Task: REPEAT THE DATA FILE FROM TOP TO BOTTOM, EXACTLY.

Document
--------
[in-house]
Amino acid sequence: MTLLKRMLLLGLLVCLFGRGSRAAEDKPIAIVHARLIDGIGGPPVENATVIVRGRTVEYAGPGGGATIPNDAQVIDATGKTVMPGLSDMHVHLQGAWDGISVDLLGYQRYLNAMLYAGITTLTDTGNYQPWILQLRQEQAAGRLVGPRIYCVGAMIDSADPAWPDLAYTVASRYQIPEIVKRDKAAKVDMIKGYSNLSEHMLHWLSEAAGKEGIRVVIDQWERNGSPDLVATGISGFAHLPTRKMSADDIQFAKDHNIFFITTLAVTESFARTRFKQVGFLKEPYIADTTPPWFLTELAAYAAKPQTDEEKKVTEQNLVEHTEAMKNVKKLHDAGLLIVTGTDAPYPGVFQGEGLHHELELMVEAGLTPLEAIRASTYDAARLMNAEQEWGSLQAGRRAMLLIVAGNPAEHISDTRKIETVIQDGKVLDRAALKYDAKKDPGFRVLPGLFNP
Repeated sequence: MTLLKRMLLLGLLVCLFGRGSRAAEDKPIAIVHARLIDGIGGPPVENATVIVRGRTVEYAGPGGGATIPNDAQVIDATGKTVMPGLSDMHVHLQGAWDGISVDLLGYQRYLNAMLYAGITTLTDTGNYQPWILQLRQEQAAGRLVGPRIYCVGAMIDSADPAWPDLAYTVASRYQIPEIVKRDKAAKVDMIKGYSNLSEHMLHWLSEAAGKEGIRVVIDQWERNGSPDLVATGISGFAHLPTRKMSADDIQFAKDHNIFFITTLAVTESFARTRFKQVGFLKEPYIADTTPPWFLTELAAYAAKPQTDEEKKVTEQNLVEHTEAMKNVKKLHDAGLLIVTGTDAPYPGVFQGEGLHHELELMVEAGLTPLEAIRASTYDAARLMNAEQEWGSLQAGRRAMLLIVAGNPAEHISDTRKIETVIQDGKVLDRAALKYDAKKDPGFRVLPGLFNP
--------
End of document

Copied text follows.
[in-house]
Amino acid sequence: MTLLKRMLLLGLLVCLFGRGSRAAEDKPIAIVHARLIDGIGGPPVENATVIVRGRTVEYAGPGGGATIPNDAQVIDATGKTVMPGLSDMHVHLQGAWDGISVDLLGYQRYLNAMLYAGITTLTDTGNYQPWILQLRQEQAAGRLVGPRIYCVGAMIDSADPAWPDLAYTVASRYQIPEIVKRDKAAKVDMIKGYSNLSEHMLHWLSEAAGKEGIRVVIDQWERNGSPDLVATGISGFAHLPTRKMSADDIQFAKDHNIFFITTLAVTESFARTRFKQVGFLKEPYIADTTPPWFLTELAAYAAKPQTDEEKKVTEQNLVEHTEAMKNVKKLHDAGLLIVTGTDAPYPGVFQGEGLHHELELMVEAGLTPLEAIRASTYDAARLMNAEQEWGSLQAGRRAMLLIVAGNPAEHISDTRKIETVIQDGKVLDRAALKYDAKKDPGFRVLPGLFNP
Repeated sequence: MTLLKRMLLLGLLVCLFGRGSRAAEDKPIAIVHARLIDGIGGPPVENATVIVRGRTVEYAGPGGGATIPNDAQVIDATGKTVMPGLSDMHVHLQGAWDGISVDLLGYQRYLNAMLYAGITTLTDTGNYQPWILQLRQEQAAGRLVGPRIYCVGAMIDSADPAWPDLAYTVASRYQIPEIVKRDKAAKVDMIKGYSNLSEHMLHWLSEAAGKEGIRVVIDQWERNGSPDLVATGISGFAHLPTRKMSADDIQFAKDHNIFFITTLAVTESFARTRFKQVGFLKEPYIADTTPPWFLTELAAYAAKPQTDEEKKVTEQNLVEHTEAMKNVKKLHDAGLLIVTGTDAPYPGVFQGEGLHHELELMVEAGLTPLEAIRASTYDAARLMNAEQEWGSLQAGRRAMLLIVAGNPAEHISDTRKIETVIQDGKVLDRAALKYDAKKDPGFRVLPGLFNP